I always read a book I’m copy-editing as a reader – someone who has bought the book – would do. I don’t skip to the end, I need to make sure everything makes sense as I go through, that things tie up and everything that needs to be explained – perhaps later in the story – is explained.

Once a book has been copy-edited and returned to the publisher, it’s usually looked at by the commissioning editor and the author. The author is given the chance to approve or not any changes; they will also look at and answer any queries.

Then the book is ready to go to the printer. The book is typeset and then sets of proofs made to be checked before actual printing.

As a proofreader you expect that most of the actual editing has been done in the earlier stages, but you might still question some repetition, a clunky sentence or note that some of the dates or events don’t match up. In essence you’re really checking for typos – errors that have occurred in the printing, but there will always be some ‘author’s errors’, things that have been missed at the copy-editing stage. Even an experienced copy-editor and proofreader won’t usually catch 100% of the mistakes and major books which are expected to be bestsellers are often sent to more than one proofreader, as well as being checked by the author.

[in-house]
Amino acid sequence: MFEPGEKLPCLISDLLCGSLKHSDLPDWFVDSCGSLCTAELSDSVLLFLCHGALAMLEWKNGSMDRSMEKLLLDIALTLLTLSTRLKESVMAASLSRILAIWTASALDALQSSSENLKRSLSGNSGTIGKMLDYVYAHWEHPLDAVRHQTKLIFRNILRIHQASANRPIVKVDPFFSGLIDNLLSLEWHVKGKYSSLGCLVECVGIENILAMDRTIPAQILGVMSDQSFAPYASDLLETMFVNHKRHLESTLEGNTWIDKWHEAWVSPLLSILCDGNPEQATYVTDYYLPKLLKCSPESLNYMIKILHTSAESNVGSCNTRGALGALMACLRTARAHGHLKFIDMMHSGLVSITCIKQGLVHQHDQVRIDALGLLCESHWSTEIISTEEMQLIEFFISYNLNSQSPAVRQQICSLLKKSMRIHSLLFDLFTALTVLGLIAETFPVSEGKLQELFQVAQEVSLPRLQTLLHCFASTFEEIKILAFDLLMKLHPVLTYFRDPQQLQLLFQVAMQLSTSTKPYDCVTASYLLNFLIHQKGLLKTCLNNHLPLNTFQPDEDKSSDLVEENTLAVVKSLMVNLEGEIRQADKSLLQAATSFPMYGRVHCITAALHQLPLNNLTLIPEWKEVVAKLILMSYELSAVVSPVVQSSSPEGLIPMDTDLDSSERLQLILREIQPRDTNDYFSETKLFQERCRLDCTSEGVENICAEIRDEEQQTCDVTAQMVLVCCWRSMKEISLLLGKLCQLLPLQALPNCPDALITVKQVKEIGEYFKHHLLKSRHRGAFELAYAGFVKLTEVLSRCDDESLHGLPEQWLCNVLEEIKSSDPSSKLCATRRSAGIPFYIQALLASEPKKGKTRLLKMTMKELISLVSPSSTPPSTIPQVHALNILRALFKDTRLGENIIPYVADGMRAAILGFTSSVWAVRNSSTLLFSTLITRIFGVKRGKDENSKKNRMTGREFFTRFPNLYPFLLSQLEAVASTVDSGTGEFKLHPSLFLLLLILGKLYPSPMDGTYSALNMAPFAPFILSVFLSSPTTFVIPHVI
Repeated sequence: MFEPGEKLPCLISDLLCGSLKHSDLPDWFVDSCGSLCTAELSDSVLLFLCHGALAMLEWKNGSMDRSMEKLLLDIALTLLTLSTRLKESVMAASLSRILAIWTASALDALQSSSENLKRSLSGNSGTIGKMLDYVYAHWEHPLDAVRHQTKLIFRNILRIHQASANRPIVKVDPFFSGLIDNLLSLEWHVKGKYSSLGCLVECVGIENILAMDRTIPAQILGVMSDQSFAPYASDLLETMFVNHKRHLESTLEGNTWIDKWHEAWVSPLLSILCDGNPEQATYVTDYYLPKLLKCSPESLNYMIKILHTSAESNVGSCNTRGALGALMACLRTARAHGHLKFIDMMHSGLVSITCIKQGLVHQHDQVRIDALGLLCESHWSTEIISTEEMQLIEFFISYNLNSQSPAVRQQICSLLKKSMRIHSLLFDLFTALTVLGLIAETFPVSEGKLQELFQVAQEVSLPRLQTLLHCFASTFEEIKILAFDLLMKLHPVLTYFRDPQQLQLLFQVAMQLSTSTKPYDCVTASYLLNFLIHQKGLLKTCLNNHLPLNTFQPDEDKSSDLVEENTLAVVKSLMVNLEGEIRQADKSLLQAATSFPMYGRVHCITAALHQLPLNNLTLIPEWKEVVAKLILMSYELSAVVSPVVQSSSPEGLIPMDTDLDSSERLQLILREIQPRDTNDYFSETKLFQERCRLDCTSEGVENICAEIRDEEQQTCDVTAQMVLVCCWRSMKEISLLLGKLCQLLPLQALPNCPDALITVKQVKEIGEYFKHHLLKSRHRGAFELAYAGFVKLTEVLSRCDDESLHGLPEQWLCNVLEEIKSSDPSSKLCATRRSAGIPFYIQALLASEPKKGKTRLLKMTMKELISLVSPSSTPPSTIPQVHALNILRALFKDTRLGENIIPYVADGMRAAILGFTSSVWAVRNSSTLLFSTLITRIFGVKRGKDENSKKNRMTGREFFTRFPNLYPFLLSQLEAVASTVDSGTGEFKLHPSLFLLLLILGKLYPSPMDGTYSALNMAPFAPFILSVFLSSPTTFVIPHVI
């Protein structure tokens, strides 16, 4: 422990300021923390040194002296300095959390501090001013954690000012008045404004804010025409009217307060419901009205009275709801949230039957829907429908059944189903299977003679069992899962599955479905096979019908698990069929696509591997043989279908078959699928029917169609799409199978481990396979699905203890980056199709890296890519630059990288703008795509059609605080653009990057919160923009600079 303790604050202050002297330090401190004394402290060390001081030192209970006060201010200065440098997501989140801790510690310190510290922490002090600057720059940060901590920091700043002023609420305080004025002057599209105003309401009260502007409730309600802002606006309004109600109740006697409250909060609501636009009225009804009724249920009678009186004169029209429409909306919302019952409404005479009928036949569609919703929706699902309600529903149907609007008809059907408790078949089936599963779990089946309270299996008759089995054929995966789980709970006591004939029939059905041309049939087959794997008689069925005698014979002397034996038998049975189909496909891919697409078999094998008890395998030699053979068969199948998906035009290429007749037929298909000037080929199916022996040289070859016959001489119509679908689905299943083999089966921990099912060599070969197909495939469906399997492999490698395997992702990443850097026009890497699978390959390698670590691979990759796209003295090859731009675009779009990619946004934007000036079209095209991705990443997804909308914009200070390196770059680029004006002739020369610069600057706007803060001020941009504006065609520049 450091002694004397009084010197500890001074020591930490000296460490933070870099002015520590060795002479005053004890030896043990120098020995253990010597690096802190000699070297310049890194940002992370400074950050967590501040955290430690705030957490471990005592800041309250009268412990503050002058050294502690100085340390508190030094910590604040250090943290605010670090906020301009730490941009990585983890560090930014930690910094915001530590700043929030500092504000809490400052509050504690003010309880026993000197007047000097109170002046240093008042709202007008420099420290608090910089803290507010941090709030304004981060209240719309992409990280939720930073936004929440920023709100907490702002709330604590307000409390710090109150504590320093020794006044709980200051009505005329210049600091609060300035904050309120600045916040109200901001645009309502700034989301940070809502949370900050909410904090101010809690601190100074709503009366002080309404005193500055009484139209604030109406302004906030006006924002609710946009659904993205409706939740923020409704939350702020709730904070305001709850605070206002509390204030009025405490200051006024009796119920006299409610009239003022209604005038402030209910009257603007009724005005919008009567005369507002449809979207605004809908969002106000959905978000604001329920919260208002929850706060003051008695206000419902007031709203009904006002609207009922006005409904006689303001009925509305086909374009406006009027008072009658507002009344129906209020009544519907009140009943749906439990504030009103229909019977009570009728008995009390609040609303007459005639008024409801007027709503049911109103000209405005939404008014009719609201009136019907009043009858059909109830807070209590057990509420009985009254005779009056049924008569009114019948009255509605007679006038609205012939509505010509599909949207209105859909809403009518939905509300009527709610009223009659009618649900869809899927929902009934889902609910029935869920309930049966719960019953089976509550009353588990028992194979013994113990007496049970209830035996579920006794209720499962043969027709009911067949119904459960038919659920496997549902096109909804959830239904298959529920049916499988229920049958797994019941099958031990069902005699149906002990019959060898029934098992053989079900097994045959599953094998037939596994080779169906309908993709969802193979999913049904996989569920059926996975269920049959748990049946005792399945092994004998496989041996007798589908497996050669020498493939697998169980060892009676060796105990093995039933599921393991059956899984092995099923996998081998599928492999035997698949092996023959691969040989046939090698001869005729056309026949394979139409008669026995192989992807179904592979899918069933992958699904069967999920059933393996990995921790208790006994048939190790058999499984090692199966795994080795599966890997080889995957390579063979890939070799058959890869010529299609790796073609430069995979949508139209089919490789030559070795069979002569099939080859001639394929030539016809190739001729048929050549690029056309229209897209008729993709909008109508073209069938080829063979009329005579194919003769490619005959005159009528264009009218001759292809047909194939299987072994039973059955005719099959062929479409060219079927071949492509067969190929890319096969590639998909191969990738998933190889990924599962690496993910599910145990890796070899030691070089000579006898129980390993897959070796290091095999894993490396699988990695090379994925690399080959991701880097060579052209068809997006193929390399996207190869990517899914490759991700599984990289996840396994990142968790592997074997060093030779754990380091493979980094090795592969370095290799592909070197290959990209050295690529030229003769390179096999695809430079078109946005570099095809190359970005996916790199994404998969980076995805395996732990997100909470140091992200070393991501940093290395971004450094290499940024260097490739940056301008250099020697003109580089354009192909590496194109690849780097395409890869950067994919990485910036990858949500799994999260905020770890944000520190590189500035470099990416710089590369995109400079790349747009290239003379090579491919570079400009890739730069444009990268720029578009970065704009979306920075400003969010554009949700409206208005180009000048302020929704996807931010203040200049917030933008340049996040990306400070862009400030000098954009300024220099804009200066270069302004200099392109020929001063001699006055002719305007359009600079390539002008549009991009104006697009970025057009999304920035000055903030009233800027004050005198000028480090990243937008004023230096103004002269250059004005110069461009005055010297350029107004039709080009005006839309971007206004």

I rarely work on a book that’s really awful as I work for major publishers and often the authors are well known or have had a number of books published already. Of course, they are not always books I’d actually buy to read for pleasure. This means I’m often working on books which are okay, and I’m happy enough working on them, but I wouldn’t have chosen to read. It also means though that I often find myself reading something I might not have chosen but really like, so it’s a nice surprise. The drawback, of course, to the books I don’t particularly like is that I have to read every word. But I’ve also found myself enjoying a read so much that I want to go on reading past my usual ‘stop work’ time but know I wouldn’t be able to sustain the concentration needed to do a good job for longer. The concentration required is for all described above but also includes things like noticing when a comma should be a full stop, or that a quote mark or apostrophe is the wrong way round – really minute detail. Both copy-editing and proofreading are jobs you can’t do non-stop for hours on end; you have to take regular breaks not just for your eyes but for your concentration. It’s not like working in an office where the day is usually a mix of things, with meetings and phone calls, chats with colleagues. Freelancing is truly head-down, high concentration stuff and over the many years I’ve been doing it, I’ve learnt of ways to break the day up and get a bit of light relief before I get back to the computer with full-on concentration again.